When Palestine finally came up at the Political Committee, there arose a very unusual situation in which the chairman looked to speakers who were not forthcoming. Only the Arabs filled the gap, and their speeches were a foregone conclusion. Except for the delegations with clear aims, such as the Arabs and the Slavs—who did not want to be the first speakers and thus rid the UN of procedural embarrassment—most delegations were waiting for the United States to give the lead. But the United States preferred to keep silent, as on previous occasions. The Americans had to choose between British pressure and Jewish pressure. Evidently it is difficult for them to offend either. The real drama started when Philip Jessup made his first statement on behalf of the United States delegation on November 18. But after all the ups and downs of the struggle that ensued, which at times seemed to hint at a clear victory for Israel, actually nothing was solved and nothing decided.
Peace is not yet established. Britain will not drop her strategic interest in the Eastern Mediterranean. Her troops remain in the Suez Canal Zone, and, as a result of her Negev defeat, Egypt seems even more susceptible than before to the advantages of an alliance with a great power. There is much talk of Egyptian readiness to make concessions to Britain that she hitherto had refused, which refusal had prevented a new Anglo-Egyptian treaty. Britain is also striving for a new foothold in Cyrenaica, where a protectorate on the Abdullah pattern is planned. But as things now stand, British strategic interests are in fact identical with those of the whole Western bloc. Logically, it is difficult to understand how America can dissociate herself from them, because it is no secret that the global strategy of the two powers is complementary.
Even Israel cannot be entirely indifferent to this question. Without the British bases in the Nile Valley and in the Middle East, could Rommel’s attack have been repulsed in 1942? Whatever the present political alignments, we should never forget that El Alamein saved the Jewish Yishuv in Palestine and the embryonic state of Israel. It was not pure coincidence that Churchill, two days before the United Nations Assembly adjourned in Paris, made a fiery plea in the House of Commons for British de facto recognition of Israel. In this unfortunate world, where strategic interests have an overall importance, Britain’s position in the Middle East cannot be altogether a matter of indifference or hostility to the state of Israel, which may one day stand to gain from them.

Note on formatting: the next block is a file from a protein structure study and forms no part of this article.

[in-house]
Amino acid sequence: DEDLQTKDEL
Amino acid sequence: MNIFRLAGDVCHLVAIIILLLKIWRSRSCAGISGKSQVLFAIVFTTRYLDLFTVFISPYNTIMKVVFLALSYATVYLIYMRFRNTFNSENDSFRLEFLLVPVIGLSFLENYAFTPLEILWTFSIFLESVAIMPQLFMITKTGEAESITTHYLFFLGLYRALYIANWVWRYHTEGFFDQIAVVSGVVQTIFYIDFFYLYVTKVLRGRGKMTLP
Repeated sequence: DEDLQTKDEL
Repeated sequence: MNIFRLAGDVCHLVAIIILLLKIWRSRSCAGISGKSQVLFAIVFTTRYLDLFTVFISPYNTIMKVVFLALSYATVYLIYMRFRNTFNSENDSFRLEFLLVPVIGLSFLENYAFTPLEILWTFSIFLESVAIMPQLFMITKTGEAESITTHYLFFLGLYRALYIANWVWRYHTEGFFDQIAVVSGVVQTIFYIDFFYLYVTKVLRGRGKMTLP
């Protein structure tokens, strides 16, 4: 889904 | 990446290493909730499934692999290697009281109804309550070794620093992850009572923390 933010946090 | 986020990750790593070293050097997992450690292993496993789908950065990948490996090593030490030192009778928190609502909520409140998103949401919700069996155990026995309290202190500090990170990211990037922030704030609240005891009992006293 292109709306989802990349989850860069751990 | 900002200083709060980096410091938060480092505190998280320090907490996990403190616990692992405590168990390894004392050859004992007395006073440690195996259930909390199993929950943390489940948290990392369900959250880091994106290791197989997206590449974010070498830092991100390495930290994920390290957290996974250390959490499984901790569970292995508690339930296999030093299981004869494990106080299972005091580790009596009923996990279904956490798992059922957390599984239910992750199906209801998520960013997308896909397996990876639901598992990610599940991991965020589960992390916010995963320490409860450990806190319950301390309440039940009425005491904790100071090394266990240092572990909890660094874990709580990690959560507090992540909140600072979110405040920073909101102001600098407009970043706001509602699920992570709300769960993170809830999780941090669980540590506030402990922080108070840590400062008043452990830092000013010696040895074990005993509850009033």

The new Conciliation Commission was left with a legacy of three interconnected problems: peace, frontiers, population.
Peace still seems remote. But negotiations on a limited scale seemed possible when the Assembly dispersed. That is a result of the efforts of the Acting Mediator. Whether the occasional rumors of actual negotiations corresponded to reality could not easily be ascertained in an atmosphere where even such rumors are often the tools of propaganda, and where publicity is one of the greatest obstacles to reason. But it was Israel’s policy to substitute the principle of “negotiations first” for any commitment on the main issue. The Arabs declined this. In their view, negotiations would be tantamount to a confession of defeat. The British, on the other hand, discouraged negotiations by saying that the Arabs could not be expected to negotiate “under duress”; a somewhat illogical formula because in warfare either party can always claim that benefit. The delegate from Lebanon said: “We know that the Zionists in Palestine are maintaining an effort that cannot last and which will fatally and inevitably bring about their economic ruin. It is for this reason that they are always asking to have negotiations opened. They hope by these negotiations to bring the Arabs to consent to the existence of the Jewish state.” Or the Iraqi delegate: “Certainly an invader would wish to conciliate when his invasion is accomplished.” And so forth.
These are the difficulties with which the Conciliation Commission is faced, and it is not easily seen how they can be overcome. The impasse is described in the late Mediator’s Report. Like Bernadotte, the optimists set their hopes not on a formal peace, but on a de facto settlement that would be neither legal peace nor war but would rest on mutual tolerance, or on acquiescence under pressure from the United Nations.
As to boundaries, this is, of course, the crux of the matter. It will be very difficult for Israel to uphold its claim to the whole of the Negev, the whole of Galilee, Jaffa, and Ramleh, as well as the corridor to Jerusalem, on other grounds than the right of military victory. The majority of the UN Assembly would not have given its assent to such a settlement had the question been put to vote. The formulas employed by the American and British delegations seemed to indicate that both would ultimately recommend some partition of the Negev, i.e., a modified Bernadotte Plan, whereby the Jews would have to cede a southern strip of the Negev in exchange for Jaffa and Western Galilee. In any case, the UN and the principal powers concerned indicated that they would not bow indefinitely to the argument of military fait accompli.
The problem of Jerusalem presents special difficulties, for reasons often mentioned before. The internationalization and demilitarization of the whole Jerusalem area was the only point on which the Assembly seemed to be almost unanimous. It remains to be seen, however, what concrete scheme the Conciliation Commission will be able to devise. But in the end, if all goes well and some peaceful order is established, no other practicable scheme will emerge than to leave the Jewish section of the city under Jewish and the Arab section under some Arab authority. The United Nations cannot afford to make the Holy City a second Trieste.